including: 12 fuses about 3-inches long each, some paper, 4
plastic
nosecones and a big handfull of these little black balls
about the size of
12-gauge buckshot that turned out to be the 'red sparkly
popper things'.
It appeared that the outer layer was a simple gunpowder
coating designed
to quickly burn off as red shower of sparks. I surmised
that the inner
core had some kind of magnesium thermite that gave off an
intense white
light and a loud bang. Pretty cool if you ask me. Lots of
energy packed
into one teeny little ball.

I didn't want to see the popper thingies go to waste, so I
told Doug we
were gonna put them in a hole in the ground and set them
off. He gave me
another big smile.

It's amazing how kids think alike...even when separated by
30 years.

As I was digging a shallow hole with my hand, Doug asked if
it would be
alright to put an army man next to these things so that
"When they go off,
it would look like he was getting shot with a maching gun".
Dang....exactly what I was thinking. I agreed and he ran
off to his room
to dig something out of the mess. He returned in about 3
seconds, out of
breath and holding a cheap plastic imitation of Robert E.
Lee on
horseback and a Civil War cannon. I pointed out that they
didn't have
true machine guns in the Civil War, but we would overlook
this for the
purpose of the demonstration. He handed me the action
figure and I placed
it and the cannon next to a rather large pile of black beads
from which a
few of the fuses extended.

I figured that three inches of fuse would take 2 seconds to
burn, so I
had at least that amount of time to stand up and take a few
steps back. I
neglected to recount the night before.....when the warhead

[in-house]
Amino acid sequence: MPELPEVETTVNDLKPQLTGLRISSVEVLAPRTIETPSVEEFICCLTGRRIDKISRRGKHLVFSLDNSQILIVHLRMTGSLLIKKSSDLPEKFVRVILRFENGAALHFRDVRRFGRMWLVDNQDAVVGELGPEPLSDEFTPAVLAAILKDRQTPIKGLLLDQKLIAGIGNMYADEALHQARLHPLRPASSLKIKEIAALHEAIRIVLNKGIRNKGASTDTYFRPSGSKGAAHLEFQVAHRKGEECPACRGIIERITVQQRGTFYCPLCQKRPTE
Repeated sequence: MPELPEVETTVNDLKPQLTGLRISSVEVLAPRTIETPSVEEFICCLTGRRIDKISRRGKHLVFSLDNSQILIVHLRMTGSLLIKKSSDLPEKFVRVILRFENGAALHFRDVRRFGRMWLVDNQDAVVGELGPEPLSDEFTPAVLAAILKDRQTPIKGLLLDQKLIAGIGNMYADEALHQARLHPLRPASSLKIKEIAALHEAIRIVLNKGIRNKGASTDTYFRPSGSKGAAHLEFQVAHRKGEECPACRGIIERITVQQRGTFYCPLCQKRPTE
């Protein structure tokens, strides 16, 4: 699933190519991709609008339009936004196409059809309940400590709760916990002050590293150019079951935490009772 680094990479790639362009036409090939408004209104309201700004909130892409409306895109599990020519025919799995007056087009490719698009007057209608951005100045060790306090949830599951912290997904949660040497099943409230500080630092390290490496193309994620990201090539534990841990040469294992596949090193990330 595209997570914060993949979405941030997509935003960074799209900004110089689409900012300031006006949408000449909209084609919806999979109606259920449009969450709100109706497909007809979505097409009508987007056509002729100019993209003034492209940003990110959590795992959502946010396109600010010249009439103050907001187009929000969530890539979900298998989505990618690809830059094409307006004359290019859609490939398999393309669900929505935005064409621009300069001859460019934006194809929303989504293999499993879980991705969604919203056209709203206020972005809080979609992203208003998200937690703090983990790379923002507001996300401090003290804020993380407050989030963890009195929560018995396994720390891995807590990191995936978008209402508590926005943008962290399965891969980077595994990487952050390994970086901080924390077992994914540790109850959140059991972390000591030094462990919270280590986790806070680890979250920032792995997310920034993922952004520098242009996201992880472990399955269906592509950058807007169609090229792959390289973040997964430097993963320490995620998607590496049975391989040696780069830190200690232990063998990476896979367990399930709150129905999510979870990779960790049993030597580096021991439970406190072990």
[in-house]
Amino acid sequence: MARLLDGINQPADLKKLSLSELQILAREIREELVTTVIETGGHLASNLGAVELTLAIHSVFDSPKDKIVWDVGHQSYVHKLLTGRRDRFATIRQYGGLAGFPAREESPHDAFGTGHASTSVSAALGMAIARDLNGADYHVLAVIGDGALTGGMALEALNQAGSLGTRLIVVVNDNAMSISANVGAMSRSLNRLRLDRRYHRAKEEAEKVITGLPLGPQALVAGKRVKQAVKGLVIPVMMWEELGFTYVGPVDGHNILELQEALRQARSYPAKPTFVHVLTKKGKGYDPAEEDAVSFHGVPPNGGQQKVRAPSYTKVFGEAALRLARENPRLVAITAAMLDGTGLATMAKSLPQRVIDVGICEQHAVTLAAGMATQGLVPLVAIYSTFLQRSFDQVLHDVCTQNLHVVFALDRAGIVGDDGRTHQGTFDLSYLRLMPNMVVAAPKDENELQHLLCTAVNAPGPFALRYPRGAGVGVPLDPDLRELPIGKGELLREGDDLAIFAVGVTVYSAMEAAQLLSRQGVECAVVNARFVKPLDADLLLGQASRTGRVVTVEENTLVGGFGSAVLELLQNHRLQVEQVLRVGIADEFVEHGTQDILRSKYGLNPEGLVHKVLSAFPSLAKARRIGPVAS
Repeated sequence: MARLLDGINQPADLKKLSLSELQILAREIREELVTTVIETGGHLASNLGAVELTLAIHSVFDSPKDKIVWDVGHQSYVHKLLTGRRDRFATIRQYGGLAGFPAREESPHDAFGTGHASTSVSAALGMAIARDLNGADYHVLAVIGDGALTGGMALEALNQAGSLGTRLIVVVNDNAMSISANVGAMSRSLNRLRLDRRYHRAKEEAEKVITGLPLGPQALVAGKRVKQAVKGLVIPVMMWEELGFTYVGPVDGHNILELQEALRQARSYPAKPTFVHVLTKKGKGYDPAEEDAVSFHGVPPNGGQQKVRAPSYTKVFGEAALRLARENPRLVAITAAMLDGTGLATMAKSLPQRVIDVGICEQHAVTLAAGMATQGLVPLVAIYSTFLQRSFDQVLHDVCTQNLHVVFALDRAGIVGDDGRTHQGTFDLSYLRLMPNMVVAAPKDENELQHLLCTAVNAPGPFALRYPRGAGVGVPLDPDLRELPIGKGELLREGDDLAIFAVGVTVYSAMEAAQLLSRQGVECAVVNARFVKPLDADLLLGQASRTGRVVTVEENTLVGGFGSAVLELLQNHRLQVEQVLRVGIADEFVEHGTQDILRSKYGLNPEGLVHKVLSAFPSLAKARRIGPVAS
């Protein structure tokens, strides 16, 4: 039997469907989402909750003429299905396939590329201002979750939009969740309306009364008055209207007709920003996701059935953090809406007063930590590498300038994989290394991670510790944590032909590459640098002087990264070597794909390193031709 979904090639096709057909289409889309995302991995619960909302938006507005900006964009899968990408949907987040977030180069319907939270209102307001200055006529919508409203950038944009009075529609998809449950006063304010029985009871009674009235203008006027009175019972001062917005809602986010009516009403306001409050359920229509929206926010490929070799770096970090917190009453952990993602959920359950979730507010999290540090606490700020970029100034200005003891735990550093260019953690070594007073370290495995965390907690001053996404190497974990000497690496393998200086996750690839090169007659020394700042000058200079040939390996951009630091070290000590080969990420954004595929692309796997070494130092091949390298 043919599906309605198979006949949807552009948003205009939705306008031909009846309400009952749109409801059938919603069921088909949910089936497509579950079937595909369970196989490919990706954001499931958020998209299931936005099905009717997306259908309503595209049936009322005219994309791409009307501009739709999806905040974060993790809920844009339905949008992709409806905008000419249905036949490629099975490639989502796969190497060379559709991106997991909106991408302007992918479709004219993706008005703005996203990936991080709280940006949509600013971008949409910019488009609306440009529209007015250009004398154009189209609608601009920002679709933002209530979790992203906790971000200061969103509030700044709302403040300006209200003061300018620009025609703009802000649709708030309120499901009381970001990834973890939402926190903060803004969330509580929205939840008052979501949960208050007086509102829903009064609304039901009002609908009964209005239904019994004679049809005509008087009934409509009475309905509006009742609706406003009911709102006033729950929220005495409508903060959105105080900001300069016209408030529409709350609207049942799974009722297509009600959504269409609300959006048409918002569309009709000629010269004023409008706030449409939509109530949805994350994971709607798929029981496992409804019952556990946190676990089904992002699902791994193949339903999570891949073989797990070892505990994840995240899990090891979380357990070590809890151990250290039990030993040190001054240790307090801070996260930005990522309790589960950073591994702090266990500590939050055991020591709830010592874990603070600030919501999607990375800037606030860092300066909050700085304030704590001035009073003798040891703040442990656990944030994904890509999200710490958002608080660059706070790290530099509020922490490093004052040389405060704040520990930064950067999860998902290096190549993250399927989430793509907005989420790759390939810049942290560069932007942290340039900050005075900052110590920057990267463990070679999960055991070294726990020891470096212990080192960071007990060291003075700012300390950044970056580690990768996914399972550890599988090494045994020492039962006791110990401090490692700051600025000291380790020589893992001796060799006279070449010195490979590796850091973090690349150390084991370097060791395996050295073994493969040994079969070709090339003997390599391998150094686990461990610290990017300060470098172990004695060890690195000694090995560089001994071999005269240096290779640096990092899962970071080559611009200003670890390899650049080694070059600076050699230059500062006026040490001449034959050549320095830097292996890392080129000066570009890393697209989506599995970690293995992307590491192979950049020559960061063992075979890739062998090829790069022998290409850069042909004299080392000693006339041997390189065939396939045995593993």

ignited
IMMEDIATELY upon reaching apogee. Tricky Chinese. They had
installed
extremely fast-burning fuse in these things and that fact
totally escaped
me.

I squatted next to Robert Lee and gave a short eulogy. Doug
laughed. I
took the trusty Bic lighter and placed it next to the fuse.
One flick got
the lighter going and THIS IMAGE IS ONE I WILL REMEMBER FOR
A LONG TIME.
My hand holding a lighter next to a pile of explosives.

There is usually a short but noticeable mental pause that
occurs
immediately before something bad or really stupid happens.
It is where
that little voice in your head says: "You dumbass."

The fuse burn time was in the 1/1000ths of a second range.
The pile of
little popper thingy's immediately ignited into a
tremendously brilliant
ball of fire. All I could think was
...."...th....th.....thermite..."
Unfortunately, when they are viewed at ground level, these
little popper
thingies become REALLY BIG POPPER THINGIES and have a
tendency to jump up
to 15-feet in every direction from their point of ignition.
I
instantaneously became engulfed in a ball of fire that
sounded a lot like
being in a half-done bag of Orville Reddenbacher's popcorn.

It was all over about as fast as I could snap my fingers.